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Case Details

Case Details
National ID 75/2011
Member State Spain
Common Name Francisco v. Banco Popular, S. A.
Decision type Other
Decision date 02/03/2011
Court Tribunal Supremo (Supreme court)
Subject
Plaintiff
Defendant
Keywords

Unfair Contract Terms Directive, Article 2 Unfair Contract Terms Directive, Article 3, 1. Unfair Contract Terms Directive, Article 3, 2. Unfair Contract Terms Directive, Article 3, 3.

1. Despite the fact that the mortgage contracts are partially regulated by the Ministerial Decree of May 5th. 1994, this does not mean that, by virtue of art. 4.2 of the Law 7/1998, these contracts had to be excluded from the scope of application of the Legislation on Standard Terms.
2. A clause to round up the interest of reference in the revisions of the loan must be considered unfair because it is contrary to the requirement of good faith and causes an unjustified damage and imbalance.
3. The Spanish law of transposition of the Directive 93/13 on unfair terms (Law 7/1998) did not implement art. 4.2. According to the ECJ judgment of 3rd. June 2010 a Member State may increase the level of protection for the consumers and, therefore, that provision does not apply in Spain.
The plaintiff brought up a lawsuit against the defendant regarding the use of a standard term included in variable rate mortgages, which was used to calculate the interest of reference in the revisions of the interests of his loan. According to this clause, the interest had to be always rounded up in favour of the bank. The plaintiff demanded the nullity of this “unfair contract term” and the refund 110.000 pesetas (around 660 euros) that the bank charged on the basis of this clause plus the court costs and the legal interests. On April 22nd. 2002 the Court of First Instance dismissed the claim. On October 19th. 2002, on the contrary, the Appeal Court of Valencia declared the standard term “unfair” and void. The Supreme Court confirmed the judgment of the latter.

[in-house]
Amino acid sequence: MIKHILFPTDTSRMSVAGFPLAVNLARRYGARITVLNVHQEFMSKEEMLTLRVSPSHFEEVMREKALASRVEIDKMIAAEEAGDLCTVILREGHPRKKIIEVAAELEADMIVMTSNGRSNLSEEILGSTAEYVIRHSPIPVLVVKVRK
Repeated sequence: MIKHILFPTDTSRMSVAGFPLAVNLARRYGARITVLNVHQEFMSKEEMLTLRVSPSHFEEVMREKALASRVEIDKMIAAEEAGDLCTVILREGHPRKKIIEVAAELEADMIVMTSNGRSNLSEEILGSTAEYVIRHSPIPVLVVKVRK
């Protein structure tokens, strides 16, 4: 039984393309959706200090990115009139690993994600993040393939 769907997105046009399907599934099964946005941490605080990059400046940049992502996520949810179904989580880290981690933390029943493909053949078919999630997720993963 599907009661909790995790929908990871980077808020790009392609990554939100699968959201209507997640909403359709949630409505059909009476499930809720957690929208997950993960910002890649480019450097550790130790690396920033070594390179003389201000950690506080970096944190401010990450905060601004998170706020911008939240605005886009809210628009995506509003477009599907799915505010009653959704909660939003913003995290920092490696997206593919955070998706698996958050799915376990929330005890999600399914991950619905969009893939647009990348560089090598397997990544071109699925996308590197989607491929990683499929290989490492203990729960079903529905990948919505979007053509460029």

The clause established that “with the exception of those cases in which, under provision of law, the bank is exempted from duty, the borrower must be notified prior to application of any changes in the rate [used to calculate the interest of reference]”. With the Bank of Spain Circular 8/1990, the term became devoid of purpose, “creating false expectations on the consumer (...) being contrary to the requirement of good faith and causing a significant imbalance in the parties’ rights and obligations arising under the contract”.
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